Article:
It’s an almighty thing. Big, black and boxy, with uncompromising looks and sharp corners, it weighs 775g before you attach a lens and it’s worth noting that Fuji’s GF lenses aren’t particularly light. Portrait photographers might opt for the 110mm f/2 – a fantastic bit of kit that nonetheless outweighs the camera itself at over a kilo.

It’s not particularly comfortable to use, but that’s not because of the weight. The Canon 5D MKIII is heavier, but arguably more comfortable because of its huge, deep grip. Here, in keeping with its rangefinder styling, the 50R’s grip is shallow, sticking out just a centimetre or so from the body of the camera. That means you need to hold it tighter, which is tiring.

We like – as we did with the Fujifilm X-T3 – the top-mounted shutter speed dial and exposure compensation dial. The shutter dial only moves in whole stops, though, so photographers looking for slightly more fine-grained control will end up using the rear dial. By default, the knurled ring around the shutter release button adjusts ISO, which is useful, while aperture is controlled by a fly-by-wire ring on the lens itself.

The buttons are a different story. Small and only just protruding from the body of the camera, they can be hard to hit and, although the 50R and its GF-series lenses are weather-sealed, we wouldn’t fancy trying to use it with gloves on. The rear dial, set by default to adjusting shutter speed, can be particularly tricky to use accurately.

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Whether this is a showstopper will depend on how you use the camera. Studio photographers certainly won’t care much, as camera adjustments are few and far between when you’re working with artificial lights. Landscape photographers working from tripods will similarly have no problem with a camera that takes a little longer to set up. Photographers working in available light, in manual mode, will find that constantly tweaking exposure gets tiring.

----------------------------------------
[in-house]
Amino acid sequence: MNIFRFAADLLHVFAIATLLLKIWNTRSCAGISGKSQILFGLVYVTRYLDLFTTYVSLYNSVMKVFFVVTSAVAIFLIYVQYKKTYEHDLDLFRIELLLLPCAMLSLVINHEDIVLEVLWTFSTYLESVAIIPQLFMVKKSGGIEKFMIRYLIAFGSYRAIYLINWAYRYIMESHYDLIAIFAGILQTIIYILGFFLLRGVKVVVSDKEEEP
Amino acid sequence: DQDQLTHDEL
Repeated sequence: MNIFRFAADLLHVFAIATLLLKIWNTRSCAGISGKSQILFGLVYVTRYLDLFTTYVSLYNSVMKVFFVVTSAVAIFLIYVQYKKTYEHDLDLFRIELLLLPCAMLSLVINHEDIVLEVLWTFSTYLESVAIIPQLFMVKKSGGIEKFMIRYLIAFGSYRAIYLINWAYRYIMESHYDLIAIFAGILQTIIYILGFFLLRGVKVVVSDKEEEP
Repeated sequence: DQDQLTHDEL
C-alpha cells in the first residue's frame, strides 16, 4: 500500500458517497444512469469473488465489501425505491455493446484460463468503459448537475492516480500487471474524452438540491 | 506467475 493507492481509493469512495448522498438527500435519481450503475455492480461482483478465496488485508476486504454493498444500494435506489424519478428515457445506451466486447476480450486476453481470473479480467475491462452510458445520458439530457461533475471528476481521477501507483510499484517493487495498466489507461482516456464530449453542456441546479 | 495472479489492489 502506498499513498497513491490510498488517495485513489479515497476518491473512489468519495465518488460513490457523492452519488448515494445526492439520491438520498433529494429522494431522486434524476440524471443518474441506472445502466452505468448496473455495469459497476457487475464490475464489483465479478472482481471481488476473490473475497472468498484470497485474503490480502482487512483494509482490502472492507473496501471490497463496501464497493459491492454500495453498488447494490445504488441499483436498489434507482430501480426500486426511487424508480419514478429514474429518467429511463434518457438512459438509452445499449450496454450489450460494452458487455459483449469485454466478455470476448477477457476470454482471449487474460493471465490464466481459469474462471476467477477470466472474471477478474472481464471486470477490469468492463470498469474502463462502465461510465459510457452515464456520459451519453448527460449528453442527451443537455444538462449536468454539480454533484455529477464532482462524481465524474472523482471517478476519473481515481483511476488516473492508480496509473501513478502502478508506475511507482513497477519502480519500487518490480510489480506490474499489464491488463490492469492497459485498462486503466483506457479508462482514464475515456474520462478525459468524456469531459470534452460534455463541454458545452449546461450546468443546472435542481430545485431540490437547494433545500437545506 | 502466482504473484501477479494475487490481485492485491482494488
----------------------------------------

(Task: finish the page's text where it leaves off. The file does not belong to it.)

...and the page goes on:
Autofocus is another bugbear. It’s slow, for a start, as the 50R uses contrast-detection AF rather than the lightning-fast phase-detection of other cameras. That – possibly – gives it a small advantage when it comes to image quality, as there’s no need for light-stopping phase-detection pixels on the sensor, but it does mean it’s slow to reach a conclusion. Once it does, it pays to check focus very, very, carefully – that large circle of confusion (shallow depth of field, in layperson’s terms) makes getting sharp images very, very hard, particularly when shooting close up with wide-open lenses.

Help is at hand, though, as the 0.5in, 3,690,000-pixel EVF is very sharp, and a push of the rear dial crops in hard to the frame, allowing you to evaluate focus close up. We also ended up turning on focus peaking. The result: a camera with an exhausting workflow that will take DSLR photographers by surprise.